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The Rebirth of Education: Schooling Ain't Learning

3.9  ·  Rating Details ·  31 Ratings  ·  3 Reviews
Despite great progress around the world in getting more kids into schools, too many leave without even the most basic skills. In India's rural Andhra Pradesh, for instance, only about one in twenty children in fifth grade can perform basic arithmetic.The problem is that schooling is not the same as learning. In "The Rebirth of Education," Lant Pritchett uses two metaphors ...more
ebook, 287 pages
Published January 2nd 2014 by Center for Global Development (first published January 1st 2013)
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Syed Ashrafulla
Jul 01, 2015 Syed Ashrafulla rated it really liked it
Shelves: society
The premise of the book is to support decentralization of the education process without actually choosing which path to take (charter, private, voucher, etc.). That's a much better answer than choosing a path, the author argues, because the actual path depends on the society that is building the educational system. The argument is not only convincing, it's basically right. You cannot argue that the same educational system will work in India, China, Nigeria & France. It's actually a bit ...more
Dylan Groves
Jan 23, 2014 Dylan Groves rated it really liked it
can get 80% with pritchett's econtalks interview and a couple of the academic papers, but its fun to read.

three takeaways:

1 - The dramatic increase in schooling in the developing world has not been matched by increases in education, and more inputs are unlikely to produce improved outcomes without improved systems (the numbers here are really startling)

2 - Developing world education is driven by spider systems (top down design, centralized), at the expense of starfish systems (bottom up evolutio
...more
Vasco Nunes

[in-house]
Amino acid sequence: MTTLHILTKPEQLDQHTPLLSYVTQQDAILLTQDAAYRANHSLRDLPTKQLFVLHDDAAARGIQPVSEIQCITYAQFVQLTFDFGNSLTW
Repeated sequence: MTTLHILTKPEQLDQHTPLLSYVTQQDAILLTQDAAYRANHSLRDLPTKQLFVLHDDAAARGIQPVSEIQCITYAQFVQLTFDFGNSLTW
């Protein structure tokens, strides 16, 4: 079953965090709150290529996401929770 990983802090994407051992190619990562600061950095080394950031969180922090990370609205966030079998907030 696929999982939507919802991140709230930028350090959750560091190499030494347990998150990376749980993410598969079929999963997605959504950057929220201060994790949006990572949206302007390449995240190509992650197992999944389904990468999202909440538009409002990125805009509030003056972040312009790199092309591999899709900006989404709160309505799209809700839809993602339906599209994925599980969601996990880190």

Jun 19, 2016 Vasco Nunes rated it really liked it
Interesting essay with compelling evidence that the global education problems are being resolved by focussing to much on schooling (inputs) as opposed to outcomes, i.e. learning. The author elaborates on a comprehensive and, to some extent, disruptive proposal which requires governments to shift the paradigm on how to deploy education systems and measure progress.
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Lant Pritchett (born 1959) is an American developmental economist. He worked for the World Bank from 1988 to 2000 and from 2004 to 2007. From 2000 to 2004 he was a lecturer in public policy at the John F. Kennedy School of Government at Harvard University. He is currently a professor of the practice of economic development at the Kennedy School of Government.

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“Perhaps more surprising, even the rich in developing countries also lag. For example, in Indonesia, the richest quintile has scores around 450--less than the 500 for the poorest quintile in Korea or the same as the poorest quintile in UK. So in poor countries, the richest are still getting a mediocre education, and the poor cannot be said to be getting any education at all.” 0 likes
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